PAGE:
7/26 : Throwback
Thursday …I Mean, Wednesday
Tucked far out of the way of anything else at the Fantasia Festival is the “Cinematheque Quebecoise” theater. After forty minutes of searching and using the secret knock to get through the door, I was finally able to get seated for Eternal Evil (AKA The Blue Man). Directed in the mid-’80s by George Mihalka, Eternal Evil tells a dark tale of murder and astral projection. Our hero Paul Sharpe spends a lot of time with his shirt unbuttoned, and wonders why those close to him keep ending up dead. The answer stems from an interview he did with an elderly couple who claimed to achieve immortality by shifting to new bodies when their current vessels had worn out. A cult hit in its native Canada, the ’80s cheesiness was fortunately outweighed by the interesting story and clever premise. Not really something to Certify, though.
That honor might go to God Told Me To. A series of mass murders take place in downtown New York City, only connected by one thing: the perpetrators informing a policeman after the fact that they did because “God told [them] to.” Police detective Peter Nicholas is convinced there’s something to their confessions and digs deeper, discovering both an ominous entity at the heart of the matter as well as some strange truth about his own nature. Quite Certifiable, with one of the “Three Weird Things” necessarily being “glowing furnace-room messiah.”‘s 1976 cop-drama/alien-abduction picture,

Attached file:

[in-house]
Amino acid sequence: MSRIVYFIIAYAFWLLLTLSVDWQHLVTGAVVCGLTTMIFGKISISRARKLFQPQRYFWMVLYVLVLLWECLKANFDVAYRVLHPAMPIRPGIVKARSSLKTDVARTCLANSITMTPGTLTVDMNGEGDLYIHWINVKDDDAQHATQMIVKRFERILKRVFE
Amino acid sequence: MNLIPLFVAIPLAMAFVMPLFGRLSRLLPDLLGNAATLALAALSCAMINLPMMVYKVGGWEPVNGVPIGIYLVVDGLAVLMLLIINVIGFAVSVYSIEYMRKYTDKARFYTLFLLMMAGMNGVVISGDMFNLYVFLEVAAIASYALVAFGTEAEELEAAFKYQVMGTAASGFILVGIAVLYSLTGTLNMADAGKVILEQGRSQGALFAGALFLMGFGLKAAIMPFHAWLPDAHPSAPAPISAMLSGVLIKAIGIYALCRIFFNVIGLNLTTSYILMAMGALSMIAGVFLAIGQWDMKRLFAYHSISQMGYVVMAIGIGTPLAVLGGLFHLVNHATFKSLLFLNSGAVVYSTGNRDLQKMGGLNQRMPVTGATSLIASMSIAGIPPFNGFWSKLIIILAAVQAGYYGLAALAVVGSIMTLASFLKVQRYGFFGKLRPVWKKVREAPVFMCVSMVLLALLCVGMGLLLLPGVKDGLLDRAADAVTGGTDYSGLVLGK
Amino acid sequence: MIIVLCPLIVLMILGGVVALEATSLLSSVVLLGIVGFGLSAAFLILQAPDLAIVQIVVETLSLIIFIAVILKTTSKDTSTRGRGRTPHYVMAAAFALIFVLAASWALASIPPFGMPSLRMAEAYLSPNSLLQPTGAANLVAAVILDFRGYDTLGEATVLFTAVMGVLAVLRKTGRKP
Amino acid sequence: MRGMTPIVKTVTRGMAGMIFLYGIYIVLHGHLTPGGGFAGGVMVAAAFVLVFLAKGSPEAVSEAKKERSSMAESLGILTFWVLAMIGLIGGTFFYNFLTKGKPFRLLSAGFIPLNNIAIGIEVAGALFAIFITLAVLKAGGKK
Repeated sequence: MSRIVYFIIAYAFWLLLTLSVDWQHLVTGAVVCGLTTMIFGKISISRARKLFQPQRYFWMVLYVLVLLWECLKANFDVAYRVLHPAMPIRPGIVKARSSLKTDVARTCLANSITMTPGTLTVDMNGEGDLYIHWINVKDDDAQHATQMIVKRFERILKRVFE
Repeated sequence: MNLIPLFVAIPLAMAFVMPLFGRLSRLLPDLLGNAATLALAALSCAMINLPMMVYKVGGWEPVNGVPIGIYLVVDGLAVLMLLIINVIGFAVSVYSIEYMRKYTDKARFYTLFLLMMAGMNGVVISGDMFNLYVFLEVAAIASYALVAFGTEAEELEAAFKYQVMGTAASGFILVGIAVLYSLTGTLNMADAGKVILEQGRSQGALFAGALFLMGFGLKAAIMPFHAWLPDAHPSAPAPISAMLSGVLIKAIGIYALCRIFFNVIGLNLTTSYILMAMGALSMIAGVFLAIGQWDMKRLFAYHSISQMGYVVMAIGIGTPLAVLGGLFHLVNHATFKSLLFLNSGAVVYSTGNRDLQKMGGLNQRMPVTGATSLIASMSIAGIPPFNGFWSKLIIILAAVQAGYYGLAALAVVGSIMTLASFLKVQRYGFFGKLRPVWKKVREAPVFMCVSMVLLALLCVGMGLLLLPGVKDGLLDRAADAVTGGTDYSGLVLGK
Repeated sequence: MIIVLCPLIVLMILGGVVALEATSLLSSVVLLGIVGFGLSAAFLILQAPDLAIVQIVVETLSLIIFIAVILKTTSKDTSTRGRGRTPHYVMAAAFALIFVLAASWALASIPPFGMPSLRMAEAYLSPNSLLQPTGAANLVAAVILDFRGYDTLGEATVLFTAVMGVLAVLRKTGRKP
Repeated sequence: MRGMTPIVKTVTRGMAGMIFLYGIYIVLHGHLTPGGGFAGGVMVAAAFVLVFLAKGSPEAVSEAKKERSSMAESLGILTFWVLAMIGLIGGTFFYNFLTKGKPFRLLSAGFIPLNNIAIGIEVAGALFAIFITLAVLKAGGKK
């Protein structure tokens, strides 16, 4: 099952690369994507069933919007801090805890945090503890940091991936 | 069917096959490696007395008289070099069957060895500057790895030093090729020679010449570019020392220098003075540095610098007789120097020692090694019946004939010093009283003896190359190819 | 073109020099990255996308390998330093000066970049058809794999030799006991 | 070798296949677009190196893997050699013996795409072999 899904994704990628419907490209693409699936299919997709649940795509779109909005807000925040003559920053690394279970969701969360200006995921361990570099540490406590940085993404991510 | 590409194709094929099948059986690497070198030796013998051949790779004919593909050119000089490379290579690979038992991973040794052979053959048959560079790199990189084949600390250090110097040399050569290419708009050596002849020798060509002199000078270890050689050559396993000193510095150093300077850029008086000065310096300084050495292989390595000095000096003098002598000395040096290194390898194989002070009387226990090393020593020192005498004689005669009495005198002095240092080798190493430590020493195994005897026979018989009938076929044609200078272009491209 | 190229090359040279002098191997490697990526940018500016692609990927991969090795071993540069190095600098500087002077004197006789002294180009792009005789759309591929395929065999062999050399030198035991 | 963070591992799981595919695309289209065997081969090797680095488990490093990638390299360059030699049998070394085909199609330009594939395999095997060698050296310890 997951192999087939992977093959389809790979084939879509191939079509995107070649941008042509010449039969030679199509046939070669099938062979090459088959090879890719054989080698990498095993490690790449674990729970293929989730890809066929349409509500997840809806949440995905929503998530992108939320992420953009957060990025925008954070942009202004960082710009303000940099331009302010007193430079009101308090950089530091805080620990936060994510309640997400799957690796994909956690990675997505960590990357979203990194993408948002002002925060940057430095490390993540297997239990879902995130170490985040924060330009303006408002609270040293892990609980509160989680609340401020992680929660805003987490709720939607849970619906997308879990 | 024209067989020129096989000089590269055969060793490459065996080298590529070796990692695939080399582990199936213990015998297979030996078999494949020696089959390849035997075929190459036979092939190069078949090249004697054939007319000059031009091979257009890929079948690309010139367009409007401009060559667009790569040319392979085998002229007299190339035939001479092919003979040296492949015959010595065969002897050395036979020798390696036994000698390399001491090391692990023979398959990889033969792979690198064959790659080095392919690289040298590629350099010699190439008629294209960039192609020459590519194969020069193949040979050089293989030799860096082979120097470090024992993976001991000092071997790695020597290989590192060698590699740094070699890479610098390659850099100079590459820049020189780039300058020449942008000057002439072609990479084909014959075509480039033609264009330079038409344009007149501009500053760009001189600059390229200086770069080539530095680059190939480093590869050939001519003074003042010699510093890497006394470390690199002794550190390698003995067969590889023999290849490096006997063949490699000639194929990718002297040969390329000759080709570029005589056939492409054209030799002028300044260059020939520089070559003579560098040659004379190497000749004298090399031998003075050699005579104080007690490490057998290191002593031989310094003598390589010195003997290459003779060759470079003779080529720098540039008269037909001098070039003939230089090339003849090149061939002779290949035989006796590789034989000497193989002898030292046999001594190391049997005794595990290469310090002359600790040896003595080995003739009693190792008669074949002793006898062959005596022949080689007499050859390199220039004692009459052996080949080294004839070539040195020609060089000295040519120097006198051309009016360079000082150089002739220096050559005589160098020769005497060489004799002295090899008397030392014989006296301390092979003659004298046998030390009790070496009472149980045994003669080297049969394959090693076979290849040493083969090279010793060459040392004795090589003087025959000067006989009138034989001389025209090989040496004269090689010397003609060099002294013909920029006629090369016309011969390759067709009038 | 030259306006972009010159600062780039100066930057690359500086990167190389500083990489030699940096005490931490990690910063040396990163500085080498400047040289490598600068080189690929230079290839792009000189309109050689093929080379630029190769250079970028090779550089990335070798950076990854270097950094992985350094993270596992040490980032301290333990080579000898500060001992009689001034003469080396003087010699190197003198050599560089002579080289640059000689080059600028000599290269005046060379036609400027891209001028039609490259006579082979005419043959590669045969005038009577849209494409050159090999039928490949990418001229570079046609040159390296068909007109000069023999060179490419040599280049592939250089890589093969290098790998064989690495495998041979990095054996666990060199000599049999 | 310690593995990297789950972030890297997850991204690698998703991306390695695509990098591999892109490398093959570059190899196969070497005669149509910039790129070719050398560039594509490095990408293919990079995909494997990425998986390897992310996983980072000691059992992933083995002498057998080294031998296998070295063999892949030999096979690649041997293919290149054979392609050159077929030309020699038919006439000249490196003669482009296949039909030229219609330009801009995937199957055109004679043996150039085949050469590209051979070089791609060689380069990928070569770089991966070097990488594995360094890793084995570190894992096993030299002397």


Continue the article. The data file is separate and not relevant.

7/27 : “Well, all the movies can’t be good. You’ve got to expect that once in a while.”
I suppose I really shouldn’t complain. It took over two weeks for Fantasia to give me a swing-and-a-miss evening out. I had high hopes for the Filipino Town in a Lake, Jet Leyco’s (ever-so-slightly) bizarre crime drama concerning the murder of one girl and the concurrent disappearance of another. The first hour is a humdrum, if capable, drama surrounding the mystery: reporters rush to the small town as the news “trends”, politicians work hard to take advantage of the tragedy, and, as is so often the case, the police have no real leads. It takes over an hour for something weird to happen—and right on its heels, the movie ends with a “twist”. An out-of-the-blue, confounding, and not terribly inspired “twist”. Though my goal here is to find new movies that are out of the ordinary, I can’t help but think that Town in a Lake would have been better as a straight-up procedural. As it stands, it’s as if Continue reading 2017 FANTASIA FESTIVAL: MOVIES & MAYHEM IN MONTREAL, VOL. 3got particularly lazy and, in